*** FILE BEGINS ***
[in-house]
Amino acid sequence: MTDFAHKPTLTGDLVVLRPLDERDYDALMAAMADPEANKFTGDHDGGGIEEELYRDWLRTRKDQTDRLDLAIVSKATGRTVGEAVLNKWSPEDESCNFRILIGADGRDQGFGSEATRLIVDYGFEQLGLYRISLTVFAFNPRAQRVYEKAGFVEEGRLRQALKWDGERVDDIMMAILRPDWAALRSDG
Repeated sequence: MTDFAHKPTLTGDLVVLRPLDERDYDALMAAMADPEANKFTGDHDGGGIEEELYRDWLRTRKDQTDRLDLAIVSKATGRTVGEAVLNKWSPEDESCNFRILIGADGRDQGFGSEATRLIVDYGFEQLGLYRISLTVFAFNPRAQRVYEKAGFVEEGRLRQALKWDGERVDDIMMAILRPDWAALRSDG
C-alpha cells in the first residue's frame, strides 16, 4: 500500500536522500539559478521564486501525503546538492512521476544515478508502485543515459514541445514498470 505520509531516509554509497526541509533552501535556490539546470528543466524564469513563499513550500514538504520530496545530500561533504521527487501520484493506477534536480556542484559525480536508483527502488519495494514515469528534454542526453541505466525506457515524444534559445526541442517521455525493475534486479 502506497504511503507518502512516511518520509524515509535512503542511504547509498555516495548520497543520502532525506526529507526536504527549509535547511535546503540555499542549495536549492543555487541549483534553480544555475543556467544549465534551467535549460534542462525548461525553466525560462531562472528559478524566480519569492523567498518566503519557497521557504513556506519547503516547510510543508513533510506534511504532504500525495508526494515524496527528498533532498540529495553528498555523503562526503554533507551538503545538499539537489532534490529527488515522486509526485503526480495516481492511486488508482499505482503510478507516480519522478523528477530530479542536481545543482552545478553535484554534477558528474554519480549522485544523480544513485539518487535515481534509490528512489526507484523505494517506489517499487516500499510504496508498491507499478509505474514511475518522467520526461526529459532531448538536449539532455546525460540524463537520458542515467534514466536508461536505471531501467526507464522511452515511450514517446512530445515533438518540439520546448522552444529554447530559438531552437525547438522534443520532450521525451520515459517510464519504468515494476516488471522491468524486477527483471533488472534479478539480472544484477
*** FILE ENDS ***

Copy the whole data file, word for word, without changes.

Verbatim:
[in-house]
Amino acid sequence: MTDFAHKPTLTGDLVVLRPLDERDYDALMAAMADPEANKFTGDHDGGGIEEELYRDWLRTRKDQTDRLDLAIVSKATGRTVGEAVLNKWSPEDESCNFRILIGADGRDQGFGSEATRLIVDYGFEQLGLYRISLTVFAFNPRAQRVYEKAGFVEEGRLRQALKWDGERVDDIMMAILRPDWAALRSDG
Repeated sequence: MTDFAHKPTLTGDLVVLRPLDERDYDALMAAMADPEANKFTGDHDGGGIEEELYRDWLRTRKDQTDRLDLAIVSKATGRTVGEAVLNKWSPEDESCNFRILIGADGRDQGFGSEATRLIVDYGFEQLGLYRISLTVFAFNPRAQRVYEKAGFVEEGRLRQALKWDGERVDDIMMAILRPDWAALRSDG
C-alpha cells in the first residue's frame, strides 16, 4: 500500500536522500539559478521564486501525503546538492512521476544515478508502485543515459514541445514498470 505520509531516509554509497526541509533552501535556490539546470528543466524564469513563499513550500514538504520530496545530500561533504521527487501520484493506477534536480556542484559525480536508483527502488519495494514515469528534454542526453541505466525506457515524444534559445526541442517521455525493475534486479 502506497504511503507518502512516511518520509524515509535512503542511504547509498555516495548520497543520502532525506526529507526536504527549509535547511535546503540555499542549495536549492543555487541549483534553480544555475543556467544549465534551467535549460534542462525548461525553466525560462531562472528559478524566480519569492523567498518566503519557497521557504513556506519547503516547510510543508513533510506534511504532504500525495508526494515524496527528498533532498540529495553528498555523503562526503554533507551538503545538499539537489532534490529527488515522486509526485503526480495516481492511486488508482499505482503510478507516480519522478523528477530530479542536481545543482552545478553535484554534477558528474554519480549522485544523480544513485539518487535515481534509490528512489526507484523505494517506489517499487516500499510504496508498491507499478509505474514511475518522467520526461526529459532531448538536449539532455546525460540524463537520458542515467534514466536508461536505471531501467526507464522511452515511450514517446512530445515533438518540439520546448522552444529554447530559438531552437525547438522534443520532450521525451520515459517510464519504468515494476516488471522491468524486477527483471533488472534479478539480472544484477